The Kente cloth is a hand woven Asante tribe ceremonial cloth. The Asante people live in Ghana and some parts of Ivory coast.
It comes in numerous colours, designs and sizes and is worn during special social and religious occasions.
The term "Kente" is derived from the word "Kenten" which means a basket. The original Kente fabric weavers used raffia fibers to weave cloths that looked like a basket, often refered to as 'Kenten ntoma' meaning basket cloth.
The original name of the cloth was 'nwontoma' which means a cloth hand woven on a loom. Many variations of the fabric are woven by various tribes in Ghana and to some degree in other parts of Africa.
In its cultural context of use, Kente is more than just a cloth as it represents social values, history, political thought, ethics and philosophy. Originally it was used only by royalty and limited to special functions.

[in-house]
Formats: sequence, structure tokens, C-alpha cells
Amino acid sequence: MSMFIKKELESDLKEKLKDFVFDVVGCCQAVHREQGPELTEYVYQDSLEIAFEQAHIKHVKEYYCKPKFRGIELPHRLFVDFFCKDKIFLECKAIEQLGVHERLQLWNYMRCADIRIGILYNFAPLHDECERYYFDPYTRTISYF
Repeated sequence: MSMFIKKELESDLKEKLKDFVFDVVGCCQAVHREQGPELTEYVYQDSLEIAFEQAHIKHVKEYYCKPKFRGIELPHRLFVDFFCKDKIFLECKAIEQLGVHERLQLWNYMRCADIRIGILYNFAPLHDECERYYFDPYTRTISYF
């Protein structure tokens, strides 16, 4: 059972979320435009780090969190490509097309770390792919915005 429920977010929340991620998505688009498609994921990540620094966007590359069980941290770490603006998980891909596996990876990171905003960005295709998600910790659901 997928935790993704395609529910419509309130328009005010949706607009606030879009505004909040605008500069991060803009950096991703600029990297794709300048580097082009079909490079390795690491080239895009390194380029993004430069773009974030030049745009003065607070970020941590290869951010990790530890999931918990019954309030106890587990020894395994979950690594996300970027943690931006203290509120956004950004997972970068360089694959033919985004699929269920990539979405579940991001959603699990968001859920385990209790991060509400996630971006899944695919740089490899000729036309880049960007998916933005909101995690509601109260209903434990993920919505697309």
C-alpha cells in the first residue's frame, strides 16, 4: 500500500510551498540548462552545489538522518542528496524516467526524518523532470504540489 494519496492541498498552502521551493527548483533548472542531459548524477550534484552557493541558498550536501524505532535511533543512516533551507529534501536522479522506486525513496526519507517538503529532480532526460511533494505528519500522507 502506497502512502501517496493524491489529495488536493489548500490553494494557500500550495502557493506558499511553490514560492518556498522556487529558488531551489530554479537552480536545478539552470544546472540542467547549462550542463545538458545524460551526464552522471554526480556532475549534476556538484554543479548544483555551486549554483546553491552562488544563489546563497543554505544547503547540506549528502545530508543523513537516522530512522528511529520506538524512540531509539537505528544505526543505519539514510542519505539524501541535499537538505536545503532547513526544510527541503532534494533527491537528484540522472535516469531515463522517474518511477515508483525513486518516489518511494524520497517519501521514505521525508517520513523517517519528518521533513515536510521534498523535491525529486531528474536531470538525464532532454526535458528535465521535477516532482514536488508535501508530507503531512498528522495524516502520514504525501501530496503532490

Each cloth has a name and a meaning derived from African proverbs, achievements, moral values and literature to name a few. There are numerous designs, each with its own name and meaning.
The Kente cloth has achieved international recognition in recent times and with the impact of modern day technology and socio-economic change, it now transcends cultural, ethnic and national boundaries.
It is used widely in graduations, marriages, child naming ceremonies and as clothing accesories.